Even with the introduction of Niko Aris, Magic has always had a bit of a tempestuous relationship with queerness. The most (in)famous moment in this history came from the novel War of the Spark: Forsaken, telling a story around the set of the same name, and released in November 2019. The relationship between major characters Chandra and Nissa – both of whom are Planeswalkers; magical, world-hopping beings that propel the narrative of Magic – had always been seen as having romantic undertones, but Forsaken ended up taking this thread and throwing it away, with Greg Weisman writing “On Ravnica, in the wake of Gideon’s death and Bolas’, they had admitted to each other that they loved. But both of them knew deep down they were only speaking platonically.” These lines undermined the way that the characters and their relationship developed across multiple worlds, and queer fans of the book made their discontent with Wizards of the Coast known.
And that’s why the latest standard set – the Norse-inspired Kaldheim that released in late January – is so important. Because one of the new Planeswalkers being introduced into Magic, Niko Aris, is non-binary. Wizards have written non-binary and queer characters before in the storied history of Magic, but the recent missteps that came to define Forsaken clearly show that Wizards still have a lot to learn when it comes to writing queer characters. The ways in which the relationship between Nissa and Chandra’s relationship was made to be platonic shows that writing queer characters alone isn’t enough if old tropes around queerbaiting are still going to rear their head. Writing queer characters is one thing, it’s another to explore their identities with the depth and empathy that they deserve; Niko seems like a character who might just be getting this kind of treatment from Wizards as Kaldheim comes out.
Niko’s gender has the potential to be a fascinating part of their character and story, in a way that feels unique to fantasy franchises like Magic, which have the room to take root in a version of world history, but subvert and challenge the expectations that come with it. Niko originally comes from the world of Theros, Magic’s answer to Ancient Greek mythology; because of this, Theros is a world that has a strong sense of being gendered, as well as having a very direct relationship with the idea of fate. Fate is made real on Theros by Klothys, the God of Destin; her duty on the pantheon of Theros is to ensure that the fates of individuals come to pass. Early on in their life, Niko learned that the power of Klothys wasn’t absolute, that they could control their own destiny, rebelling against the future foretold to them – as an undefeated athlete – by deliberately throwing a contest.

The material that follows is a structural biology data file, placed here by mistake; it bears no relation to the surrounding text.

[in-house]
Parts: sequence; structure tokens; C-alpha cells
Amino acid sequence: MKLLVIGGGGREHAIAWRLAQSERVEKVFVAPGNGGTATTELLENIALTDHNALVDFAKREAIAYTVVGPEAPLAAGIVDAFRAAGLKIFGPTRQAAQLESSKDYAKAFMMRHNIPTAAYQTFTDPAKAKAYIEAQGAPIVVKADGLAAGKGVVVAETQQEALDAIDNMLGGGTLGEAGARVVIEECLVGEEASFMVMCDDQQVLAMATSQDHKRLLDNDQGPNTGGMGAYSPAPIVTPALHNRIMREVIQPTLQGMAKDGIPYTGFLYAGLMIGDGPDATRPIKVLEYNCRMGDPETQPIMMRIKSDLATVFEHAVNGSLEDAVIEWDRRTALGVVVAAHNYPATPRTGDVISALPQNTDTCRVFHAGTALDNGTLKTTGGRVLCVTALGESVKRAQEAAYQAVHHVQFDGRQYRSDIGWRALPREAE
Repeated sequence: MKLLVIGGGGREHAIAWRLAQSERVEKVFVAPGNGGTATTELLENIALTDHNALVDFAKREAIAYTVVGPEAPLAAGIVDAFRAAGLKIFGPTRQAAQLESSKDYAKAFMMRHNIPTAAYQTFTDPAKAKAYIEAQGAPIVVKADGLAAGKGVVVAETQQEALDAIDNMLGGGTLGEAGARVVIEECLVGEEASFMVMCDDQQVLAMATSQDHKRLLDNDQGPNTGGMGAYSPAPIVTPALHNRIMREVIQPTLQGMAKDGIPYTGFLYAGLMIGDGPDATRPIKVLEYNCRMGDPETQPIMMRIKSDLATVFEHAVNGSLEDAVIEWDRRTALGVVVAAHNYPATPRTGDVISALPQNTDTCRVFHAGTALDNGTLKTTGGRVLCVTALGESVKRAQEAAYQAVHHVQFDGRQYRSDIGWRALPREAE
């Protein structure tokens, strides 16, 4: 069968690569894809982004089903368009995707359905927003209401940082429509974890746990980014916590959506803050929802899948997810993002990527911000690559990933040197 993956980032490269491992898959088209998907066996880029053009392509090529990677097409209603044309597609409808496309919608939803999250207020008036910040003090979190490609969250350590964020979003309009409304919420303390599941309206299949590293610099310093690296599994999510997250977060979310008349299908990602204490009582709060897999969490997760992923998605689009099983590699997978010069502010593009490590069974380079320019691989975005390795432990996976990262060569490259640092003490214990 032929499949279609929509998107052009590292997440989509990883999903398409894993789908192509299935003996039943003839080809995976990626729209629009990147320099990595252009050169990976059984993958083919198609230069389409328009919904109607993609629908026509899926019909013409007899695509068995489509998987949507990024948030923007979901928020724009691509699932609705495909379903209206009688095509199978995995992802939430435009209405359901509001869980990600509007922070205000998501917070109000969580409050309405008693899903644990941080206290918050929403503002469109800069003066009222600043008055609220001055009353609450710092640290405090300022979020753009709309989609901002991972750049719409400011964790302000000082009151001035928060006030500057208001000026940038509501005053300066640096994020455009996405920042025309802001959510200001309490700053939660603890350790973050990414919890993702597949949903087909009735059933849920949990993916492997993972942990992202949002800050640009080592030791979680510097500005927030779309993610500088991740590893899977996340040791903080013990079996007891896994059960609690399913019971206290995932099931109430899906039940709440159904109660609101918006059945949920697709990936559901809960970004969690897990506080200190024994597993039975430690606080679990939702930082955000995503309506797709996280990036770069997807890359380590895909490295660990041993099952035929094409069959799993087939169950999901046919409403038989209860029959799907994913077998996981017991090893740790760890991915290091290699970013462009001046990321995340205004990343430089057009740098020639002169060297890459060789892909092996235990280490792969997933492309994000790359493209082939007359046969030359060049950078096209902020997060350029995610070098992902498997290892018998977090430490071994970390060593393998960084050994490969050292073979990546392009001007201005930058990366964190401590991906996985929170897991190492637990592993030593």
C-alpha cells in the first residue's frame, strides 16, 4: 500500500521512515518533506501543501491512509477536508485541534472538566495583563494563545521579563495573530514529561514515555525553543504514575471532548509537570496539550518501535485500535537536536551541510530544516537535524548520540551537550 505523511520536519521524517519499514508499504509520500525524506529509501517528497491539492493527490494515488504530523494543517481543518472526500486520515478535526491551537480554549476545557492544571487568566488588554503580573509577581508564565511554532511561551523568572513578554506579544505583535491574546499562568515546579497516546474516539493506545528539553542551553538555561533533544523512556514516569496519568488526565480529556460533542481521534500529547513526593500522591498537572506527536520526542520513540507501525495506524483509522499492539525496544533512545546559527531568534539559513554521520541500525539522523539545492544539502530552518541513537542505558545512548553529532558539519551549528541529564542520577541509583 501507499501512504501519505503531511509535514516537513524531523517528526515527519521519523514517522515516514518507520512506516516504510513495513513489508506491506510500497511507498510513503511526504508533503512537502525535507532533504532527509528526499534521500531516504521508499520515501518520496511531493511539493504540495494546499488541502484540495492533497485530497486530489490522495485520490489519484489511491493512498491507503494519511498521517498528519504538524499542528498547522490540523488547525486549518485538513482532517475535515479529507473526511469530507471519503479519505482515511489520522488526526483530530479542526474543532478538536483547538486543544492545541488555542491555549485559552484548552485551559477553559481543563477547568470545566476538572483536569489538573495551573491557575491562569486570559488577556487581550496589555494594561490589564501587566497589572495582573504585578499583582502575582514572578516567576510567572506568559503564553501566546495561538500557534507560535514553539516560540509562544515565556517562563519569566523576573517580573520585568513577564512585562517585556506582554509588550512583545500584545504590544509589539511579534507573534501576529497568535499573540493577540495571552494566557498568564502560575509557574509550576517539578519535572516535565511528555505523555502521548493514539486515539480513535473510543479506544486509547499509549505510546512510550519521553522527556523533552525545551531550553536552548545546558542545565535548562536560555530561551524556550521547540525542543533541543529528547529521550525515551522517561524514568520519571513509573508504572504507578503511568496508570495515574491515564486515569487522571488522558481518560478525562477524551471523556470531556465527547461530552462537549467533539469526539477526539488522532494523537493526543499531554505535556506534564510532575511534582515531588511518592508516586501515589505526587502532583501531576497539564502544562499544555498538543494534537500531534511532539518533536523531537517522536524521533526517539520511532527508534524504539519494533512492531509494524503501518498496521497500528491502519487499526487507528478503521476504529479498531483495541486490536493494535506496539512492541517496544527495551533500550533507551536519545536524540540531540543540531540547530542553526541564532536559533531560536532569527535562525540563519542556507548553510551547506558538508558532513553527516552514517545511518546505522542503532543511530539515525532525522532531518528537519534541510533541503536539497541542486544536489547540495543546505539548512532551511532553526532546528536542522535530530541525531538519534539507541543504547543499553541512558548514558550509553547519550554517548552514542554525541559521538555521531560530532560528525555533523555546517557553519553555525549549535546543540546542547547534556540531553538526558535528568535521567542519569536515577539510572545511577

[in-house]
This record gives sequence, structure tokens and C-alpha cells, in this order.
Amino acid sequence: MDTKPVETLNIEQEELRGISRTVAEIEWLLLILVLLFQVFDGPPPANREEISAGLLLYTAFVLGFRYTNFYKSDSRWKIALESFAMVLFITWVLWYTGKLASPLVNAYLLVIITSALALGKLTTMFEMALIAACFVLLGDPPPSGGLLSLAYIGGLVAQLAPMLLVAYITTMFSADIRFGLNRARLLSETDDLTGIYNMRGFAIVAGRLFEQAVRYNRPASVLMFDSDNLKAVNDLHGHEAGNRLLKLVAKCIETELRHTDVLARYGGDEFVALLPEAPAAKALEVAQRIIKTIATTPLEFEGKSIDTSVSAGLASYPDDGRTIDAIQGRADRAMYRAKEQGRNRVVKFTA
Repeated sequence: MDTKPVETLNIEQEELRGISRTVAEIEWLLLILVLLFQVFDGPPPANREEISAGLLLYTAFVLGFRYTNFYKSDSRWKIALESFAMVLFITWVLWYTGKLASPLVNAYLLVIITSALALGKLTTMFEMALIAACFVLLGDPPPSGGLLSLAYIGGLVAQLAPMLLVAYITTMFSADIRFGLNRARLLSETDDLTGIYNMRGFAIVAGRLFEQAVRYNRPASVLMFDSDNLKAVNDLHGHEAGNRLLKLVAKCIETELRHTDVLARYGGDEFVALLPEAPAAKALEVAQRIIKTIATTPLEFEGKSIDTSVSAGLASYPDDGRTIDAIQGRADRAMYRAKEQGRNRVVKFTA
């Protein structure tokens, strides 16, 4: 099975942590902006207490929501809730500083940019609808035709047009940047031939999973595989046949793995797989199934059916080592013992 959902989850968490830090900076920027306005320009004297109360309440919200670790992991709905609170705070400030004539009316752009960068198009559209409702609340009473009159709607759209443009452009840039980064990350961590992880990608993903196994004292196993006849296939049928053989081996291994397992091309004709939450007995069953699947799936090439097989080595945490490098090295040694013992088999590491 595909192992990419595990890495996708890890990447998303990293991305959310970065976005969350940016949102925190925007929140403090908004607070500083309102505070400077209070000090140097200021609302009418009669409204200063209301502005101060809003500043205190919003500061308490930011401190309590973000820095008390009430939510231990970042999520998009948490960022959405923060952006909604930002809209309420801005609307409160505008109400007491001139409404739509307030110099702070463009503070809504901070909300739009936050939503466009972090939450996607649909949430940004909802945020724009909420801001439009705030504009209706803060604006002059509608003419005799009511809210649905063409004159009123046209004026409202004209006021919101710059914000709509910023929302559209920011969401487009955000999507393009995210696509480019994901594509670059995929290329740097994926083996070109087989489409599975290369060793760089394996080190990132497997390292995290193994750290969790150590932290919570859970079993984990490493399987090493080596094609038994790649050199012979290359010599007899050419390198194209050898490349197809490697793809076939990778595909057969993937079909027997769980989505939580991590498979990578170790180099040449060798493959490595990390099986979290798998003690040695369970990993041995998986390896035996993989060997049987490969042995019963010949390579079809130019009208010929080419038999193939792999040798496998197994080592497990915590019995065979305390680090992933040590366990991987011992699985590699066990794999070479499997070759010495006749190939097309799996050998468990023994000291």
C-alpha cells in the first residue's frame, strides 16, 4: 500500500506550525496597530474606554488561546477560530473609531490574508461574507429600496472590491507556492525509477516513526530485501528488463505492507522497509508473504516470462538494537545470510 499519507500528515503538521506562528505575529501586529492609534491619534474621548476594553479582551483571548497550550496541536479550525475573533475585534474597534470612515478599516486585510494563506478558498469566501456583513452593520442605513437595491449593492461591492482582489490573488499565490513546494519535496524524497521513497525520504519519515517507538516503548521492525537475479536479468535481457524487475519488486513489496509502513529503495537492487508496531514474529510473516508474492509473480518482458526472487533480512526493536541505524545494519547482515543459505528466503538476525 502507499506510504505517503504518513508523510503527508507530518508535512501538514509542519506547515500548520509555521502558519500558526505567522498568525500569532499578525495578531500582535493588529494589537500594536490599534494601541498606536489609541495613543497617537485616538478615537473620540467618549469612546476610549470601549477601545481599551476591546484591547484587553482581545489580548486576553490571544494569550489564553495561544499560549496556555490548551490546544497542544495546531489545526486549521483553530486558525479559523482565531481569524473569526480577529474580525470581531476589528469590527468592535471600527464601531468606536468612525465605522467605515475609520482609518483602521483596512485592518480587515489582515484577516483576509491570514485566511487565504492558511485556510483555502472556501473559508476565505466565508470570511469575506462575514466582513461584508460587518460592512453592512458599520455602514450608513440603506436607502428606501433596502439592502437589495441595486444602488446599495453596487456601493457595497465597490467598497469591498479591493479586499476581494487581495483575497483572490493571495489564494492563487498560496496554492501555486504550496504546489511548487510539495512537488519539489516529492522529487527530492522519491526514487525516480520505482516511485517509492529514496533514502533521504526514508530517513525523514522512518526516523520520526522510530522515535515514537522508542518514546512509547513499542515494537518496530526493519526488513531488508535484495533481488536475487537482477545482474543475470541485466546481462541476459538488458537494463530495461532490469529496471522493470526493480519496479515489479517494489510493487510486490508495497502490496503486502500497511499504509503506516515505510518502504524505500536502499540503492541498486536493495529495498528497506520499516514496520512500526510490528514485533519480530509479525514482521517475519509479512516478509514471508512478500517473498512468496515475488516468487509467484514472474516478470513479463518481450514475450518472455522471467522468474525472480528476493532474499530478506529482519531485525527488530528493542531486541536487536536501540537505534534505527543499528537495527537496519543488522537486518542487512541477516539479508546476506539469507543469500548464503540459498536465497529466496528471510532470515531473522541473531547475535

After emerging from the underworld during the storyline of Theros: Beyond Death (the Magic set from January of 2020), Klothys became determined to capture those who were rebelling against their fate, with Niko among them. During a confrontation with one of Klothys’ agents, Niko’s Planeswalker spark ignited, awakening their powers and allowing them to move worlds away from those in Theros that would try and force them onto the narrow path of destiny.